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Submitted: 01 October 2019 | Approved: 16 October 2019 | Published: 17 October 2019

How to cite this article: Uysal BB, Akbas F, Altunoglu E, Denız GI, Uysal D, et al. The effect of anemia on serum hepcidin levels in patients with heart failure. J Cardiol Cardiovasc Med. 2019; 4: 159-163.

DOI: 10.29328/journal.jccm.1001059

ORCiD: 0000-0001-9292-5024

Copyright License: © 2019 Uysal BB, et al. This is an open access article distributed under the Creative Commons Attribution License, which permits unrestricted use, distribution, and reproduction in any medium, provided the original work is properly cited.

Keywords: Hepcidin; Heart failure

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The effect of anemia on serum hepcidin levels in patients with heart failure

Betul Borku Uysal1*, Feray Akbas2, Esma Altunoglu2, Gulhan Ipek Denız3, Duygu Uysal2, Harun Uysal4, Hanife Usta Atmaca2, Yasin Yuksel5, Hale Aral6, Guven Cetın7, Cem Ar M8 and Fusun Erdenen2

1MD, Internal Medicine, Biruni University, Istanbul, Turkey
2MD, Internal Medicine, Istanbul Training and Research Hospital, Istanbul, Turkey
3Internal Medicine, Oncology, Sisli Hamidiye Etfal Training and Research Hospital Istanbul, Turkey
4Anesthesiology and Reanimation, Bezmialem University, Istanbul, Turkey
5Cardiology, Istanbul Training and Research Hospital, Istanbul, Turkey
6Biochemistry, Istanbul Training and Research Hospital, Istanbul, Turkey
7Internal Medicine, Hematology, Bezmialem University, Istanbul, Turkey
8Internal Medicine, Hematology, Cerrahpasa Faculty of Medicine Istanbul, Turkey

*Address for Correspondence: Betul Borku Uysal, MD, Assistant Professor, Internal Medicine, Biruni University, Istanbul, Turkey, Tel: +90505 6750677; Email: [email protected]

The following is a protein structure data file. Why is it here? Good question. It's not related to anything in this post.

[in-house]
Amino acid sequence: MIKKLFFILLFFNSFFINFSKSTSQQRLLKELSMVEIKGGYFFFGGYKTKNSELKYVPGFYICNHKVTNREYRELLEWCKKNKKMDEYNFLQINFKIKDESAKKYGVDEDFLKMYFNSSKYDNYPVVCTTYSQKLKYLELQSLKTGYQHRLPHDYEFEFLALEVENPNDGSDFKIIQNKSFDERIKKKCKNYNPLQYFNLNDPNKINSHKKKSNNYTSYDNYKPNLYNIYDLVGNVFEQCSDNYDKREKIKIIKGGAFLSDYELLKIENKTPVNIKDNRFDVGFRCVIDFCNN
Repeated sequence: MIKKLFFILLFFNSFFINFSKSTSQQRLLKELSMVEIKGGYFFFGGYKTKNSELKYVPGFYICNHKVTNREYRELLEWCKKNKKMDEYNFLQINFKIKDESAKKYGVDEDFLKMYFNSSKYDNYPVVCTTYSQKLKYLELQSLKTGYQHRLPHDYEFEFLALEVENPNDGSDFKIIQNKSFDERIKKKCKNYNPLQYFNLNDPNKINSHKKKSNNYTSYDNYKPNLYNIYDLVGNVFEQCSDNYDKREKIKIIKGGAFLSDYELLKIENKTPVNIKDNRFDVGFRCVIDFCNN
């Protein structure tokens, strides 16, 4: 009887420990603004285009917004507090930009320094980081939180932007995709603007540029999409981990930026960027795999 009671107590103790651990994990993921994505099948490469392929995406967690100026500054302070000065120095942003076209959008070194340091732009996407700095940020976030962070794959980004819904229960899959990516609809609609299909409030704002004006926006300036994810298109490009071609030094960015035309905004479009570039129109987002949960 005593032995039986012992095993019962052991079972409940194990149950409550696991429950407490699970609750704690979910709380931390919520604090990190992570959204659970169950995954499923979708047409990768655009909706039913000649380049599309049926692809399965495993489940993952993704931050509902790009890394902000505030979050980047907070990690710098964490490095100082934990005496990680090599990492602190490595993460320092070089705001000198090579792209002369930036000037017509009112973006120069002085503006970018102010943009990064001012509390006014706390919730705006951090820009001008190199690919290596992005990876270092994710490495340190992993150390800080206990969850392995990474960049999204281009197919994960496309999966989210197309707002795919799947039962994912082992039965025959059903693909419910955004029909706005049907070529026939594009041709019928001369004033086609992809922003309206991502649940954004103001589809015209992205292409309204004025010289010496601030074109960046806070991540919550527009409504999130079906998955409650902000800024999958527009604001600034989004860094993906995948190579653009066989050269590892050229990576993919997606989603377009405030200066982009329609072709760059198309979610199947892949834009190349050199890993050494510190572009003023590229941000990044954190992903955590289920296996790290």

Background: Anemia is an accelerating problem among patients with heart failure (HF) and its presence is associated with more symptoms. In this study, we investigated whether anemia in heart failure was related to hepcidin concentration.

Methods: 50 patients with heart failure and 20 healthy subjects with no history of a chronic illness including heart failure as control group, were included in the study. Heart failure was verified by echocardiography in each subject and patients were defined as ones with reduced ejection fraction (HFrEF) if EF ≤ 40% and with preserved ejection fraction (HFpEF) if EF 40% - 50%. Blood samples were taken from all patients after 10-12 hours fasting. Anemia assessment was performed according to World Health Organization (WHO) criterias.

Results: There was a positive correlation between hepcidin concentration and urea, ferritin, hemoglobin, hematocrite, C-reactive protein (p < 0,05). Hepcidin concentrations of anemic heart failure patients were significantly lower than the non-anemic heart failure patients (p < 0,05).

Conclusion: We found that serum hepcidin concentration in anemic patients with heart failure was lower than in heart failure patients without anemia. We believe that iron defiency occurs as a result of inflammatory process in heart failure and therefore hepcidin concentrations decrease as a response. However, long-term follow up studies are needed.

Anemia is an accelerating problem among patients with heart failure [1,2]. Anemia is present in one-third of patients with heart failure and the presence of anemia in patients with heart failure is associated with increased symptoms, hospitalization and mortality [3]. The etiology of anemia in heart failure is multifactorial. The main question is whether anemia is a therapeutic target or just a marker of disease severity [3]. In recent years, “hepcidin”, a hormone discovered in peptide structure, has been described as the homeostatic regulator of iron absorption by allowing iron absorption from the intestine and macrophages and release of iron from hepatic stores.

Hepcidin synthesis stimulated during inflammation, improving the handling of iron from macrophages, by reduced plasma iron concentrations and inflammation leads to anemia. In this study, we investigated whether anemia in heart failure was related to hepcidin concentration.